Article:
After a long period of separation of tools and stories, computational notebooks are now bringing some of the stories back. The enthusiastic adoption of notebooks by computational scientists is perhaps the best evidence for the importance of stories in science. But today's notebooks capture only the surface stories of a research project. It's tips of icebergs again. The typical notebook makes use of a large number of code libraries that are based on non-trivial scientific models, but the reader of the notebook remains completely unaware of them. Ideally, these models, with their stories, should be only a few clicks away.

So what would an electronic representation of scientific models look like, ideally? It's a collection of cross-referencing stories. In the celestial mechanics example, there's a story about positions, velocities, and accelerations, which refers to a story about time and to a story about derivatives. There is another story that explains mass. The story of Newton's law of motion, which also introduces the concept of force, can then refer to these more fundamental stories. If this description reminds you of Wikipedia, or in fact of any Wiki, you are right. Wikis are also collections of cross-referencing stories. What is missing in Wikis is a machine-readable version of the formalized parts of our models. Which, as I explained in part 1, needs to allow at least equations, specifications, and algorithms for its ingredients. Another feature that is missing in today's Wikis, although some people are working on it, is the possibility to integrate computational tools in the form of code snippets. Their role would be to give access to visualizations, simulations, and other exploration tools.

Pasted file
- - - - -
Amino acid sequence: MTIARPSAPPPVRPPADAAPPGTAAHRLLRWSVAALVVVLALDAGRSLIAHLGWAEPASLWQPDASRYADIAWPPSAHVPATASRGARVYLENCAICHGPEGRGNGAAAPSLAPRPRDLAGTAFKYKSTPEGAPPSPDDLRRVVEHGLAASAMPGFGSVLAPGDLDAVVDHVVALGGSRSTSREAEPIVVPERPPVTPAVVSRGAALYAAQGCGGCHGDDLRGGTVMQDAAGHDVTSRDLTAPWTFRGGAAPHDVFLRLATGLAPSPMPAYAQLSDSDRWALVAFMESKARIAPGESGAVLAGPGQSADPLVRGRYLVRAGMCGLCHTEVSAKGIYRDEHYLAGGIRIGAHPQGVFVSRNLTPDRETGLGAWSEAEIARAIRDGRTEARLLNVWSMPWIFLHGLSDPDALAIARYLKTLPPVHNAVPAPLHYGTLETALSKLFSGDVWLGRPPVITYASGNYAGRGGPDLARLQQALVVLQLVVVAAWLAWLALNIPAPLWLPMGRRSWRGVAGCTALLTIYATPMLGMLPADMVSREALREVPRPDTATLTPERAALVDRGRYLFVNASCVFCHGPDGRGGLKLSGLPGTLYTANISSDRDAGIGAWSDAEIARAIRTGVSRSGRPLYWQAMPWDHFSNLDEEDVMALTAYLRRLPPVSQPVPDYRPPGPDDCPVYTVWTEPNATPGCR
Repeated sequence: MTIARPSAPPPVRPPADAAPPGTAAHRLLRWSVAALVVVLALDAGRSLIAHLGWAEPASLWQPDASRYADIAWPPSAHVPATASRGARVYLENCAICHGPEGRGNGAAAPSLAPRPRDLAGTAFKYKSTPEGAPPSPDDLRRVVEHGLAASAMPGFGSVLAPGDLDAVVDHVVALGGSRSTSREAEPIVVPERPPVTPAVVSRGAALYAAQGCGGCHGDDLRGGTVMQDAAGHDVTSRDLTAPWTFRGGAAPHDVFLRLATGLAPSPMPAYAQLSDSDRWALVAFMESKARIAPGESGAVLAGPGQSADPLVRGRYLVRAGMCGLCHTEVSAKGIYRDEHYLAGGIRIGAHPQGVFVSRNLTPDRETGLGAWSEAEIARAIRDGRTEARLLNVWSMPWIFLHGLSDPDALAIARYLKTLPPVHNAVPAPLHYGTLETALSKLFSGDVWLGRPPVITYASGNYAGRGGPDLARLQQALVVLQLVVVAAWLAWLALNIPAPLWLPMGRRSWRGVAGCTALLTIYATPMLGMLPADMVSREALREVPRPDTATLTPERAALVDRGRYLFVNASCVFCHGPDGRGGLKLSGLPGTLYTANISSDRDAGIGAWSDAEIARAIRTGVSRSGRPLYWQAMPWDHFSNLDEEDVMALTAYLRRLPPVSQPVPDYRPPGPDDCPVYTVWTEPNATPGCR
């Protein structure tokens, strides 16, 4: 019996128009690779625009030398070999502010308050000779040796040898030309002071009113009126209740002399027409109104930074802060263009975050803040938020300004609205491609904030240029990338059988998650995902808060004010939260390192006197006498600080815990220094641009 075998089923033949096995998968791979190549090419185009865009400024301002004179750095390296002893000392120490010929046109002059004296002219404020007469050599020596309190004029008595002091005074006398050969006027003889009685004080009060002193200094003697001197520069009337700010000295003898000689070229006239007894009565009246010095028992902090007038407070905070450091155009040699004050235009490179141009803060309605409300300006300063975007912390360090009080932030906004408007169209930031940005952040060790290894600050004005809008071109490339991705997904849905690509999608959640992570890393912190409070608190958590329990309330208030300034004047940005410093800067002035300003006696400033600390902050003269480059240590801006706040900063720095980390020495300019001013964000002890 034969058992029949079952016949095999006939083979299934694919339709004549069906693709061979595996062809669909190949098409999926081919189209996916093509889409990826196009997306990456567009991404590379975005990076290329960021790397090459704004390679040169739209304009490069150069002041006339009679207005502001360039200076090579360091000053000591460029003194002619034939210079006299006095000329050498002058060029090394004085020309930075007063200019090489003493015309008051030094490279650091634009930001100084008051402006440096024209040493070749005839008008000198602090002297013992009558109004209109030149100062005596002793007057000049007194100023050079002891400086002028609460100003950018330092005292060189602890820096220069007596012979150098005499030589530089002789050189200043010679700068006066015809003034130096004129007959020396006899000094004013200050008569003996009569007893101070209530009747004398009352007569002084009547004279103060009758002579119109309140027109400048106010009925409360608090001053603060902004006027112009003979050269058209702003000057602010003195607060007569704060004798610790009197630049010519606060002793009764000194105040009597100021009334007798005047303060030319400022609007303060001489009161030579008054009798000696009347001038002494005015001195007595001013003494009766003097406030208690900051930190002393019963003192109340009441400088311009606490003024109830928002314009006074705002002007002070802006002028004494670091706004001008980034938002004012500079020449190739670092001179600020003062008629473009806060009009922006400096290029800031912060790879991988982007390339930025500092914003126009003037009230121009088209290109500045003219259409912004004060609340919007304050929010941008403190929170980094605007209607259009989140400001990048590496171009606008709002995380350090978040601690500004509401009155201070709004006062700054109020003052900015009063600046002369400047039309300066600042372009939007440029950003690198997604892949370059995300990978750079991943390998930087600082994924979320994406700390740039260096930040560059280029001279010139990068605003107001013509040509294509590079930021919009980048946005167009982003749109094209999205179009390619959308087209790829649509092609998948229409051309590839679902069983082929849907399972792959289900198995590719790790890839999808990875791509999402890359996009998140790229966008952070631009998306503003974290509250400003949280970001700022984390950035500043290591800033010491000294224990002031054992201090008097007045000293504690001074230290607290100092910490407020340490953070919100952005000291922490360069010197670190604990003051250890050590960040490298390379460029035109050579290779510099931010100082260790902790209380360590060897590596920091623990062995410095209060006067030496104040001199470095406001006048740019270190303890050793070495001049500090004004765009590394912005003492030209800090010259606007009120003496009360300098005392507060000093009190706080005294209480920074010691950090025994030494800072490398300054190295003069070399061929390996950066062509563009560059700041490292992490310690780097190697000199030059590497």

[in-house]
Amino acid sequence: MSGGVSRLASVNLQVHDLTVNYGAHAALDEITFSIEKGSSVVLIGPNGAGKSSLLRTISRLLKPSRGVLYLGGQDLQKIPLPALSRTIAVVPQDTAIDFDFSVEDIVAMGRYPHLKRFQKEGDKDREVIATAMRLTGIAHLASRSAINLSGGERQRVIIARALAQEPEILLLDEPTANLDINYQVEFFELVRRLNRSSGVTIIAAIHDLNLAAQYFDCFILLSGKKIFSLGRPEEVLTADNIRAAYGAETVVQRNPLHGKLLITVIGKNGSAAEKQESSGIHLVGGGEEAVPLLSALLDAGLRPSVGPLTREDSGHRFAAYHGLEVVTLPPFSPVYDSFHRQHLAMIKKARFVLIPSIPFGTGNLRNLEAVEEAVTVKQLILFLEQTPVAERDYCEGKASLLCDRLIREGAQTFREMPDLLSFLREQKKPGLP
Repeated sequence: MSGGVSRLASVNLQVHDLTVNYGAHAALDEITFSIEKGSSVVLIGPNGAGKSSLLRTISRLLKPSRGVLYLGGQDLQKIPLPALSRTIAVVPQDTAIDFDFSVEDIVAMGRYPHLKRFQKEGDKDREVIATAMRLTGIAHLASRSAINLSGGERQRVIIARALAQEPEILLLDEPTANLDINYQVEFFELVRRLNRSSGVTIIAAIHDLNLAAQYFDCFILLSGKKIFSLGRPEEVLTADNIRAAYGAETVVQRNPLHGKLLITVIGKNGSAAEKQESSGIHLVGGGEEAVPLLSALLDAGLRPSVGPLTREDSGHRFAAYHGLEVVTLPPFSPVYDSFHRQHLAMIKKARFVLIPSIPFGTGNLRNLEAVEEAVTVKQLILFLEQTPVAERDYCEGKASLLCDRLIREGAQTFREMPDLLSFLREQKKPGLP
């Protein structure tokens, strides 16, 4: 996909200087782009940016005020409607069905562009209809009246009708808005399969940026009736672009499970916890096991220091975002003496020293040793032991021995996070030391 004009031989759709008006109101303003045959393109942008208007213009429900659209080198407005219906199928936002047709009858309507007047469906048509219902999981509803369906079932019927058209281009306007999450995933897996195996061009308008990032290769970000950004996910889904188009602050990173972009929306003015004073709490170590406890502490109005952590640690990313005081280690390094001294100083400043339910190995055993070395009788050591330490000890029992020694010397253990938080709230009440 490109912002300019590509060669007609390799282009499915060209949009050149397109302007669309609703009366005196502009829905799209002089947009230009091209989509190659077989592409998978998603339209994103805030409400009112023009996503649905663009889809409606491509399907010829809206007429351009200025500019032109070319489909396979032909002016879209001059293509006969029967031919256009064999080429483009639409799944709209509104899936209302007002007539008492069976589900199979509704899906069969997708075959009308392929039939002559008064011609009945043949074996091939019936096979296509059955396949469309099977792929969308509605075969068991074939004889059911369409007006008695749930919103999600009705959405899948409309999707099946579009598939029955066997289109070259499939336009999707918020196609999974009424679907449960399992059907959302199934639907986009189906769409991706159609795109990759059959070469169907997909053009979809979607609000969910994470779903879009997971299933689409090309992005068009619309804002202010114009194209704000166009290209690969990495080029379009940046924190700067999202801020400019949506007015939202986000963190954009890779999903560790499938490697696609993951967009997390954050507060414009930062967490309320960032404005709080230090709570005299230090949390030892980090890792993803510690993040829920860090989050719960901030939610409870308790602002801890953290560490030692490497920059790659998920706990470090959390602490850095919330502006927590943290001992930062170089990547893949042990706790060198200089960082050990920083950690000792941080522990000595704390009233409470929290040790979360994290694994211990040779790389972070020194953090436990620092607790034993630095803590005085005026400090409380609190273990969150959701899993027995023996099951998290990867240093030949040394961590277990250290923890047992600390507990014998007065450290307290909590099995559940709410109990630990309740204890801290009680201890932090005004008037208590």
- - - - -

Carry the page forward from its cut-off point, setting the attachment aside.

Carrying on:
My own experiments in this domain are Leibniz, a digital scientific notation for embedding machine-readable formal models into human-readable stories, and the Pharo edition of ActivePapers, which integrates datasets and computational tools into a Wiki-like collection of stories. Both ingredients require more work, and then need to be combined. There remains a lot of work to do.